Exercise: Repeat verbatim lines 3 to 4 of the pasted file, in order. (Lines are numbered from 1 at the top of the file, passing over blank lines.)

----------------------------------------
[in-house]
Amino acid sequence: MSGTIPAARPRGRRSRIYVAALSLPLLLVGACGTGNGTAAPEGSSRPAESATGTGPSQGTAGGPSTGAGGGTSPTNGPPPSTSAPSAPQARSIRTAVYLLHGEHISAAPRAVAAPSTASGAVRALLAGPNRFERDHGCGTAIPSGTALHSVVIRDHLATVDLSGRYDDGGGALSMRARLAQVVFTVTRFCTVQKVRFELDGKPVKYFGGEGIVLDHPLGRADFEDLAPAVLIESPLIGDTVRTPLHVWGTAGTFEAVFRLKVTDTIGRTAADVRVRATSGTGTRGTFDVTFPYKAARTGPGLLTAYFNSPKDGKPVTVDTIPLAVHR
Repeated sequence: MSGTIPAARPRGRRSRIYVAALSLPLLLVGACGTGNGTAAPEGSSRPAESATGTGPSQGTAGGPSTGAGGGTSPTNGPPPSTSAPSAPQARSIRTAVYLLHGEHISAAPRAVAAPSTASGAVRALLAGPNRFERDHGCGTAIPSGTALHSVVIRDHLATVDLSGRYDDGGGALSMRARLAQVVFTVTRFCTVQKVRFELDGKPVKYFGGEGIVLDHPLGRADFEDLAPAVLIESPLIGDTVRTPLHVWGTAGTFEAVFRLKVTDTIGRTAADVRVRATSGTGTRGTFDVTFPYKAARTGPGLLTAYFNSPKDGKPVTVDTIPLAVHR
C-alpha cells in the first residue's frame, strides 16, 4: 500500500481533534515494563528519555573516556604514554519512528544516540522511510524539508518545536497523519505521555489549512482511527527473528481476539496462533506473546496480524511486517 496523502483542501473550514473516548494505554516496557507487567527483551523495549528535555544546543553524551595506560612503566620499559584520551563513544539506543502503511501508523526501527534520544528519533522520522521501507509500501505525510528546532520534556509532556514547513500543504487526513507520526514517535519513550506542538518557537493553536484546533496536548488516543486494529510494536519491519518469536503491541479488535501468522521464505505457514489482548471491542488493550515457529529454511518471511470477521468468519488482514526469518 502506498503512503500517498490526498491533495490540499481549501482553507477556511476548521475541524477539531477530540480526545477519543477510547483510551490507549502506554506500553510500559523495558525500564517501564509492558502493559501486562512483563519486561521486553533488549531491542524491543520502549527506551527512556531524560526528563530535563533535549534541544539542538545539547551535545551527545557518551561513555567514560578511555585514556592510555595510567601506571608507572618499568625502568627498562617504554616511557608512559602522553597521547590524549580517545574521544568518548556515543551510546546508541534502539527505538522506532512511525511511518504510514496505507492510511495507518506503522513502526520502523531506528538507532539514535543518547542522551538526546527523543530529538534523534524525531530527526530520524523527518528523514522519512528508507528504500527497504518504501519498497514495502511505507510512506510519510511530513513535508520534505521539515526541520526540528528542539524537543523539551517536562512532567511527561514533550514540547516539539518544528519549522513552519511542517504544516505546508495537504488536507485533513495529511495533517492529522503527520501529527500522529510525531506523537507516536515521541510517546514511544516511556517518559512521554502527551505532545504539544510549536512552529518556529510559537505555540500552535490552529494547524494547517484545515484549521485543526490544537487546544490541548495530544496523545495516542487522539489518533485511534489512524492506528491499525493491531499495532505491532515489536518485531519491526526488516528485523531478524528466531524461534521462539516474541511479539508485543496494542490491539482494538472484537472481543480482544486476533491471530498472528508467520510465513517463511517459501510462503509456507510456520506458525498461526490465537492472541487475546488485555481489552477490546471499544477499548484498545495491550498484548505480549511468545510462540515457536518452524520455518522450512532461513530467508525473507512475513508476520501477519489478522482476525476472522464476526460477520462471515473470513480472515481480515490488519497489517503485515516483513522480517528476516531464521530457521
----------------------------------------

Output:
Repeated sequence: MSGTIPAARPRGRRSRIYVAALSLPLLLVGACGTGNGTAAPEGSSRPAESATGTGPSQGTAGGPSTGAGGGTSPTNGPPPSTSAPSAPQARSIRTAVYLLHGEHISAAPRAVAAPSTASGAVRALLAGPNRFERDHGCGTAIPSGTALHSVVIRDHLATVDLSGRYDDGGGALSMRARLAQVVFTVTRFCTVQKVRFELDGKPVKYFGGEGIVLDHPLGRADFEDLAPAVLIESPLIGDTVRTPLHVWGTAGTFEAVFRLKVTDTIGRTAADVRVRATSGTGTRGTFDVTFPYKAARTGPGLLTAYFNSPKDGKPVTVDTIPLAVHR
C-alpha cells in the first residue's frame, strides 16, 4: 500500500481533534515494563528519555573516556604514554519512528544516540522511510524539508518545536497523519505521555489549512482511527527473528481476539496462533506473546496480524511486517 496523502483542501473550514473516548494505554516496557507487567527483551523495549528535555544546543553524551595506560612503566620499559584520551563513544539506543502503511501508523526501527534520544528519533522520522521501507509500501505525510528546532520534556509532556514547513500543504487526513507520526514517535519513550506542538518557537493553536484546533496536548488516543486494529510494536519491519518469536503491541479488535501468522521464505505457514489482548471491542488493550515457529529454511518471511470477521468468519488482514526469518 502506498503512503500517498490526498491533495490540499481549501482553507477556511476548521475541524477539531477530540480526545477519543477510547483510551490507549502506554506500553510500559523495558525500564517501564509492558502493559501486562512483563519486561521486553533488549531491542524491543520502549527506551527512556531524560526528563530535563533535549534541544539542538545539547551535545551527545557518551561513555567514560578511555585514556592510555595510567601506571608507572618499568625502568627498562617504554616511557608512559602522553597521547590524549580517545574521544568518548556515543551510546546508541534502539527505538522506532512511525511511518504510514496505507492510511495507518506503522513502526520502523531506528538507532539514535543518547542522551538526546527523543530529538534523534524525531530527526530520524523527518528523514522519512528508507528504500527497504518504501519498497514495502511505507510512506510519510511530513513535508520534505521539515526541520526540528528542539524537543523539551517536562512532567511527561514533550514540547516539539518544528519549522513552519511542517504544516505546508495537504488536507485533513495529511495533517492529522503527520501529527500522529510525531506523537507516536515521541510517546514511544516511556517518559512521554502527551505532545504539544510549536512552529518556529510559537505555540500552535490552529494547524494547517484545515484549521485543526490544537487546544490541548495530544496523545495516542487522539489518533485511534489512524492506528491499525493491531499495532505491532515489536518485531519491526526488516528485523531478524528466531524461534521462539516474541511479539508485543496494542490491539482494538472484537472481543480482544486476533491471530498472528508467520510465513517463511517459501510462503509456507510456520506458525498461526490465537492472541487475546488485555481489552477490546471499544477499548484498545495491550498484548505480549511468545510462540515457536518452524520455518522450512532461513530467508525473507512475513508476520501477519489478522482476525476472522464476526460477520462471515473470513480472515481480515490488519497489517503485515516483513522480517528476516531464521530457521